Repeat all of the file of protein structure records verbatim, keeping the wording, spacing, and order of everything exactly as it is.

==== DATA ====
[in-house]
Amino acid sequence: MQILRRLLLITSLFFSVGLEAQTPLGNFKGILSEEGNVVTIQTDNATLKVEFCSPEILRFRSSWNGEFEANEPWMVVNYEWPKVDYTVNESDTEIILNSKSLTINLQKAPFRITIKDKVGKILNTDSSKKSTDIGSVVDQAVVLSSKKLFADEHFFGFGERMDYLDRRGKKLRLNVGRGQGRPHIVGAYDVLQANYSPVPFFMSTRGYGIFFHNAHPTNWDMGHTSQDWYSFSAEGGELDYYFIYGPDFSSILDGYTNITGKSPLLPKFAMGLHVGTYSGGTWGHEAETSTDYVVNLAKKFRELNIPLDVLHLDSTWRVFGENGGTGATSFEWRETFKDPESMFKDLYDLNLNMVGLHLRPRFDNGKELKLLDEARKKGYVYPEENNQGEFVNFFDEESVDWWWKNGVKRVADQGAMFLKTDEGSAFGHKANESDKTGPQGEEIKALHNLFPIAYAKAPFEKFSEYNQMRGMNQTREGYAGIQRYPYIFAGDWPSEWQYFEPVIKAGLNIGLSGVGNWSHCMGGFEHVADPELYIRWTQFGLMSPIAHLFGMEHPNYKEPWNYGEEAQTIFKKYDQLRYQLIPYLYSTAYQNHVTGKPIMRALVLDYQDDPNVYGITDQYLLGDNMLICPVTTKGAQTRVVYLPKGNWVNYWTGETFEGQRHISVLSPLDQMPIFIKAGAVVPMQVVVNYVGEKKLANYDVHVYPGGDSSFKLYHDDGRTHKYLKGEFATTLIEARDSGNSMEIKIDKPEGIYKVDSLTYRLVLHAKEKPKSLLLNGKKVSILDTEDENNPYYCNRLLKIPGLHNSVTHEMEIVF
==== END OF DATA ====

[in-house]
Amino acid sequence: MQILRRLLLITSLFFSVGLEAQTPLGNFKGILSEEGNVVTIQTDNATLKVEFCSPEILRFRSSWNGEFEANEPWMVVNYEWPKVDYTVNESDTEIILNSKSLTINLQKAPFRITIKDKVGKILNTDSSKKSTDIGSVVDQAVVLSSKKLFADEHFFGFGERMDYLDRRGKKLRLNVGRGQGRPHIVGAYDVLQANYSPVPFFMSTRGYGIFFHNAHPTNWDMGHTSQDWYSFSAEGGELDYYFIYGPDFSSILDGYTNITGKSPLLPKFAMGLHVGTYSGGTWGHEAETSTDYVVNLAKKFRELNIPLDVLHLDSTWRVFGENGGTGATSFEWRETFKDPESMFKDLYDLNLNMVGLHLRPRFDNGKELKLLDEARKKGYVYPEENNQGEFVNFFDEESVDWWWKNGVKRVADQGAMFLKTDEGSAFGHKANESDKTGPQGEEIKALHNLFPIAYAKAPFEKFSEYNQMRGMNQTREGYAGIQRYPYIFAGDWPSEWQYFEPVIKAGLNIGLSGVGNWSHCMGGFEHVADPELYIRWTQFGLMSPIAHLFGMEHPNYKEPWNYGEEAQTIFKKYDQLRYQLIPYLYSTAYQNHVTGKPIMRALVLDYQDDPNVYGITDQYLLGDNMLICPVTTKGAQTRVVYLPKGNWVNYWTGETFEGQRHISVLSPLDQMPIFIKAGAVVPMQVVVNYVGEKKLANYDVHVYPGGDSSFKLYHDDGRTHKYLKGEFATTLIEARDSGNSMEIKIDKPEGIYKVDSLTYRLVLHAKEKPKSLLLNGKKVSILDTEDENNPYYCNRLLKIPGLHNSVTHEMEIVF